The popular vote for the Wash100 continues this week! Turn out has been fantastic since the Wash100 popular vote polls opened on January 25th. Please visit the Wash100 voting page to place your ten votes for the executives that you believe will have the greatest influence on the government contracting landscape over the course of the next year.
The current top five executives are:
This week we’re going to take a look at some of the significant contract activity that has taken place this month. Recent high-value contracts include:
- Jacobs Engineering Group landing a $778M USSOCOM IT support contract
- Systems Made Simple, a Leidos subsidiary, winning a potential $472M VA IT modernization support order
- Lockheed Martin receiving a $1.5B modification on a Navy advance acquisition contract for F-35 air systems
- General Dynamics Electric Boat winning a $696M contract modification for submarine materials
- URS Federal Services receiving a $961 USAF contract for remotely piloted aircraft
- Raytheon and Palantir Technologies landing a $876M ground intel system support contract
On March 14th Jacobs Engineering Group announced that it had received a potential five-year, $778 million contract from U.S. Special Operations Command to provide information technology enterprise operations and maintenance support services. Jacobs will supply global network operations, ender user and common device support, enterprise configuration and architecture, license and asset management support for the Special Operations Forces Information Environment. Darren Kraabel, SVP for aerospace and technology at Jacobs, noted that the company has supported USSOCOM intelligence operations for the past twenty years and is looking forward to broadening its mission support to USSOCOM via the contract.
Systems Made Simple, a Leidos subsidiary, announced on March 14 that it had received a potential four-year, $472 million task order to assist the Department of Veterans Affairs’ IT systems modernization efforts. The company will carry out data center operations, security, architecture, applications management, service desk and command center support under theInfrastructure Operations Services Support task order. Jerry Hogge, SVP of Leidos’ military and veterans’ health solutions business unit, said that the company’s IT personnel will be maintaining system operations to support availability for the VA’s data center applications and services. The Infrastructure Operations Services Support task order is the next phase of the VA’s IT modernization effort, Leidos noted.
On March 13th, Lockheed Martin’s aeronautics business unit received a potential $1.46 billion modification under a U.S. Navy advance acquisition contract for the low-rate initial production of F-35 air systems. The contract modification funds long-lead material and parts required for manufacturing 145 lot 13 aircraft for the U.S. armed forces, non-DoD participants and foreign military sales customers. The DoD noted that Lockheed Martin will obtain the necessary items to build 69 lot 14 aircraft for non-DoD and FMS customers.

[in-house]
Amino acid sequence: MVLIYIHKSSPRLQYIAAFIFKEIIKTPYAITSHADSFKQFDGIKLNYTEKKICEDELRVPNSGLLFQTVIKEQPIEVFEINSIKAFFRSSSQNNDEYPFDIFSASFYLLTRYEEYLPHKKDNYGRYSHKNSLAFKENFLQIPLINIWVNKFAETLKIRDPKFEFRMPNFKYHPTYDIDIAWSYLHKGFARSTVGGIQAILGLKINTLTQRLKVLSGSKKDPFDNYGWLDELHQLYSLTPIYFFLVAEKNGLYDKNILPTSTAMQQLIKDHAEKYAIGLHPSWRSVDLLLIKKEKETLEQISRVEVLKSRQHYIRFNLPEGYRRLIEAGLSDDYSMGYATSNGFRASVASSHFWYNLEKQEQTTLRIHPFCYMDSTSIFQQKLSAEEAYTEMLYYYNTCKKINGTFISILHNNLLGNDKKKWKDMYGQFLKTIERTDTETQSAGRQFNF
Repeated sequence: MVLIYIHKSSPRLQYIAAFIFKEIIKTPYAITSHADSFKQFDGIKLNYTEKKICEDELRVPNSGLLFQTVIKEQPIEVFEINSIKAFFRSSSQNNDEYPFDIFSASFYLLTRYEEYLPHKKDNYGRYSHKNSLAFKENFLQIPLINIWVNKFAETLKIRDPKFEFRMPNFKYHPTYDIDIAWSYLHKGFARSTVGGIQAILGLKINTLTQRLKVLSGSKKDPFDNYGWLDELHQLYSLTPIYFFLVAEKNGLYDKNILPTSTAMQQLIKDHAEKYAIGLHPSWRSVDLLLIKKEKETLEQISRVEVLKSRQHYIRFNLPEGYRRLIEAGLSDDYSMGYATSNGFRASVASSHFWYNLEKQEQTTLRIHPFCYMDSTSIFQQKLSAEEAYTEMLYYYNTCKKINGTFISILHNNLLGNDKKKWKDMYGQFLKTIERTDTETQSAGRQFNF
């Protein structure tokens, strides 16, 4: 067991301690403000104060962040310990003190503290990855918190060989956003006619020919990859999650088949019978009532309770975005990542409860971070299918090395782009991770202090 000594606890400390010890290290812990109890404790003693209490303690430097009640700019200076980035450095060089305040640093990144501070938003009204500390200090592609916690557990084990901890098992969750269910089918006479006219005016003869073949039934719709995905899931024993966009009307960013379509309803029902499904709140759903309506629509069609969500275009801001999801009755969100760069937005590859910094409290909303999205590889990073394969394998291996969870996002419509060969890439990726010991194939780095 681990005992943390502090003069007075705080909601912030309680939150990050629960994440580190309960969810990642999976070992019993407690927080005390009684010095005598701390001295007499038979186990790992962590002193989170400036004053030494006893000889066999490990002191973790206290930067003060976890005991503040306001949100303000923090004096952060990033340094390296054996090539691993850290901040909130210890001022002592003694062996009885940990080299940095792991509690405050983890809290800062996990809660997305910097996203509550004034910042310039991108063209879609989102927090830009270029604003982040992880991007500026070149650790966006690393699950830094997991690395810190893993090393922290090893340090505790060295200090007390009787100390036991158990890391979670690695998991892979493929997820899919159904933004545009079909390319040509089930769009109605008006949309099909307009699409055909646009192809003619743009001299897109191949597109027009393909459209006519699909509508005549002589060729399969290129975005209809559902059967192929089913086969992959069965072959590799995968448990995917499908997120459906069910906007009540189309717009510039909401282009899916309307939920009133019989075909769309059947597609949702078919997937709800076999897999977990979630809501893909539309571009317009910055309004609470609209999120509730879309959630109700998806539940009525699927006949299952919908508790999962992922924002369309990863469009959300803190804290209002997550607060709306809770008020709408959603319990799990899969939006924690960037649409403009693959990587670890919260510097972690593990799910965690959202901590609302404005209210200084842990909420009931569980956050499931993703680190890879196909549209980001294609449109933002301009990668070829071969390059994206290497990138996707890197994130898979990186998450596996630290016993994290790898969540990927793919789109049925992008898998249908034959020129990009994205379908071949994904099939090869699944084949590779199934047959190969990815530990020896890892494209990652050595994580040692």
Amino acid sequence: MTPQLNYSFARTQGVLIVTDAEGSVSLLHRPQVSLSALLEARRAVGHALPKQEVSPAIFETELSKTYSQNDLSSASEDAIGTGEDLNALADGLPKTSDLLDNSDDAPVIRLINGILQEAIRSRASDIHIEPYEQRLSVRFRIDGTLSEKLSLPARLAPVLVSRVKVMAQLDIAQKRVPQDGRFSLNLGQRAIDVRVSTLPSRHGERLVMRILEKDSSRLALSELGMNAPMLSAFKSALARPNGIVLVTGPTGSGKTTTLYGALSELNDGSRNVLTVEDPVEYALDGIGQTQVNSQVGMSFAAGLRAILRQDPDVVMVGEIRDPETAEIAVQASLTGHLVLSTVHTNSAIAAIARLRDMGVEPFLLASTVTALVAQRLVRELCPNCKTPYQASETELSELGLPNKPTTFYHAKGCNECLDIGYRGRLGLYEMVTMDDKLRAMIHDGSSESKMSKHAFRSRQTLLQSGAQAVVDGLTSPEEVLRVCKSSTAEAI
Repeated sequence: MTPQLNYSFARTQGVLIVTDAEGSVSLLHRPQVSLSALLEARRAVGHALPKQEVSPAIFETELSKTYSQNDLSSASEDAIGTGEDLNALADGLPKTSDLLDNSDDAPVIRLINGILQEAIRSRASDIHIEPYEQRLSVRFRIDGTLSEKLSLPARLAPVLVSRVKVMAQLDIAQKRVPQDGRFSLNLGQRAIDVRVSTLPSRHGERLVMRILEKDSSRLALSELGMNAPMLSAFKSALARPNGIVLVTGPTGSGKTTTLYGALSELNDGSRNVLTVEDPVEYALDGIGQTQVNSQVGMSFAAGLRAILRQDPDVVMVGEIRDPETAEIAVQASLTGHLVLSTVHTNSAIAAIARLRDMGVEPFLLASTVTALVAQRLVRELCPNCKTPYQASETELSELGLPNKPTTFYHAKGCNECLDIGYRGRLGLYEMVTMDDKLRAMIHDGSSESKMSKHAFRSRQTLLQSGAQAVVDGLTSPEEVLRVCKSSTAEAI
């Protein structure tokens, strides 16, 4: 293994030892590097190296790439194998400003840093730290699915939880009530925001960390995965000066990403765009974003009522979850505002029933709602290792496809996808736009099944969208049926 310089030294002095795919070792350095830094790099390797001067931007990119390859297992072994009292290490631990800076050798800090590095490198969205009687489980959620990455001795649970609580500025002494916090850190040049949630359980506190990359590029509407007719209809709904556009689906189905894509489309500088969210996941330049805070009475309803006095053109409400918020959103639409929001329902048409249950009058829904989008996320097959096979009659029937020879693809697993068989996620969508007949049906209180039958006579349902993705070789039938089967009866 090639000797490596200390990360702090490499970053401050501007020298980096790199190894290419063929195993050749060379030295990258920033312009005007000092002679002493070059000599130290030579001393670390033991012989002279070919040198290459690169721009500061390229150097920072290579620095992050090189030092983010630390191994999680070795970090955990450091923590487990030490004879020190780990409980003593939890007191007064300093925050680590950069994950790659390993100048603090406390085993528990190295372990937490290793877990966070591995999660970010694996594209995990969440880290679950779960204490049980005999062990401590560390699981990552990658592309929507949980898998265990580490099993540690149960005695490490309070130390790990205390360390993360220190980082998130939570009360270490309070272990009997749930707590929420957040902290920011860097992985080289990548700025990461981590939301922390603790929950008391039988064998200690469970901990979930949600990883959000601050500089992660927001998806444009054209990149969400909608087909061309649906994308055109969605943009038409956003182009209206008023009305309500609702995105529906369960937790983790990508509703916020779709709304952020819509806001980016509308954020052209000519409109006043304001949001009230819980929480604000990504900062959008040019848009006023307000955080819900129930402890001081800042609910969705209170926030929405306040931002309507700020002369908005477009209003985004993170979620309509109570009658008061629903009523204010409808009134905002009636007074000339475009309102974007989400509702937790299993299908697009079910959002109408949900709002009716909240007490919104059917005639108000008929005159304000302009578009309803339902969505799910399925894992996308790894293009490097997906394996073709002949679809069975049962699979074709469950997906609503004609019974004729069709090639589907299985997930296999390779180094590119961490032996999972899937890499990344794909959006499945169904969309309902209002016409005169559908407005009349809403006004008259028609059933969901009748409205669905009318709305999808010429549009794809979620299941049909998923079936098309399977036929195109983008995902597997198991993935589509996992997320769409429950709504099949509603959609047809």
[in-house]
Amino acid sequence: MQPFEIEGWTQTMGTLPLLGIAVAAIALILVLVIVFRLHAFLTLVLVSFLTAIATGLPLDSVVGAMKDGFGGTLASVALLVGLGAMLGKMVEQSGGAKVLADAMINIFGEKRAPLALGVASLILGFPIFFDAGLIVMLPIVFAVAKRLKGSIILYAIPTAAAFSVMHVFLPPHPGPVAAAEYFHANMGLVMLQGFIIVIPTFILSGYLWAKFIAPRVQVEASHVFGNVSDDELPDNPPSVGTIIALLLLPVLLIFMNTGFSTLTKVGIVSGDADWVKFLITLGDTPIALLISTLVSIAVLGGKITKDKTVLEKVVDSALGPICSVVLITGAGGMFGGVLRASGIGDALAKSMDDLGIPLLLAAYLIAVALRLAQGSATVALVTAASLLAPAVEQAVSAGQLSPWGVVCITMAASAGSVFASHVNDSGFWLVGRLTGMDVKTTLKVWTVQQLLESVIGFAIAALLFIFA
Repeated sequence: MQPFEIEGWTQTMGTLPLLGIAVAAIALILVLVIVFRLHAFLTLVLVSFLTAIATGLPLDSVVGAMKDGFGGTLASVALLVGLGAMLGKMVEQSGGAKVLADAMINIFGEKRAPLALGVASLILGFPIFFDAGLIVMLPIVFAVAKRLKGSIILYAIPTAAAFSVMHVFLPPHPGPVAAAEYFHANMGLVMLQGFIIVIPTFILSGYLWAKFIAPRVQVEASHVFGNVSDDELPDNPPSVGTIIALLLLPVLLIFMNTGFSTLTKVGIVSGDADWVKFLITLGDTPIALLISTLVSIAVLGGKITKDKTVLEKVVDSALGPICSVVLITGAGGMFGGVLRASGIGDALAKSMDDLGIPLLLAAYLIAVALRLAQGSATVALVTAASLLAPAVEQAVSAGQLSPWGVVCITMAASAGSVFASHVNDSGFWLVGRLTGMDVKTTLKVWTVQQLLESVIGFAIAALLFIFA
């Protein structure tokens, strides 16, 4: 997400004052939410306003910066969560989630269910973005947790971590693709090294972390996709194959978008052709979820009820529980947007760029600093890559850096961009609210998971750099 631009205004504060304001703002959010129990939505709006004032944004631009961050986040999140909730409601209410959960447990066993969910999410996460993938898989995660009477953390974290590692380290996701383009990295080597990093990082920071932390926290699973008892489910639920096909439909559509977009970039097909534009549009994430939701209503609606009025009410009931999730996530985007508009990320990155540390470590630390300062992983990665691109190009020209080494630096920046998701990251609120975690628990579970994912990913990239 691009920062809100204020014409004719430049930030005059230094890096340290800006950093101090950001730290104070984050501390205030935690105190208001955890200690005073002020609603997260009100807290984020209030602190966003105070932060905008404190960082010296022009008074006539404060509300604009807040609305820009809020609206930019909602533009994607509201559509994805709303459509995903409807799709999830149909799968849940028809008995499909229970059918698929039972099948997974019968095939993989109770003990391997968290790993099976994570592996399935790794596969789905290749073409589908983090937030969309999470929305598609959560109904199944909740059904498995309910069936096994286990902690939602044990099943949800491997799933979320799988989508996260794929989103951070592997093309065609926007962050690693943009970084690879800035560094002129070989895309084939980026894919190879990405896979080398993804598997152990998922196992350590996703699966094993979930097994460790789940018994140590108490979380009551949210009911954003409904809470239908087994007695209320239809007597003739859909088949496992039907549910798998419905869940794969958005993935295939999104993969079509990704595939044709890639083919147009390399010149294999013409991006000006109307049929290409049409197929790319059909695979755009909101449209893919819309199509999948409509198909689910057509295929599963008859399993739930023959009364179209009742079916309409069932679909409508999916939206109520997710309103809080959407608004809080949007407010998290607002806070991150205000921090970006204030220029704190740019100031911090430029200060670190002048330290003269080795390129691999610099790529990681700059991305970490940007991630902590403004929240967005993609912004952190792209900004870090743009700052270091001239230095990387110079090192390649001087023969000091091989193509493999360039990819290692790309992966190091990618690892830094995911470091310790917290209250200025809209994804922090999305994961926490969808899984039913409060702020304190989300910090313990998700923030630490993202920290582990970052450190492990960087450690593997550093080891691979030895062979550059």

On March 12th, the Department of Defense announced that it had awarded General Dynamics Electric Boat a $696.2 million contract modification for additional long-lead time materials required to build four Virginia-class submarines. The contract modification will fund purchase of steam and electric plant components, main propulsion systems, ship service turbine generators and assorted hull, mechanical and electrical parts for the four submarines. Electric Boat is expected to begin construction on the submarines in FY 2019.
The DoD announced on March 9th that it had awarded AECOM’s URS Federal Servicesbusiness a potential $961 million contract to support the U.S. Air Force in operating and maintaining three remotely piloted aircraft variants. Under the contract, URS will be responsible for providing organizational-level maintenance support for the USAF’s MQ-9 Reaper, MQ-1 Predator and RQ-4 Global Hawk platforms. The contract also calls for support for MQ-1 and MQ-9 pilot and sensor operators in order to sustain combat and training readiness.
On March 8th, the DoD announced that Raytheon and Palantir Technologies had won spots on apotential ten-year, $876 million contract to assist the U.S. Army in meeting technology requirements for the service branch’s Distributed Common Ground System. The DCGS-Army Capability Drop 1 program mandates that an integrated hardware and software platform be designed to support training, security, usability, interoperability and data management functions. The DCGS is described as a system-of-systems intended to assist commanders in gathering and disseminating intelligence data to warfighters in real time. Work is expected to conclude by March 2028.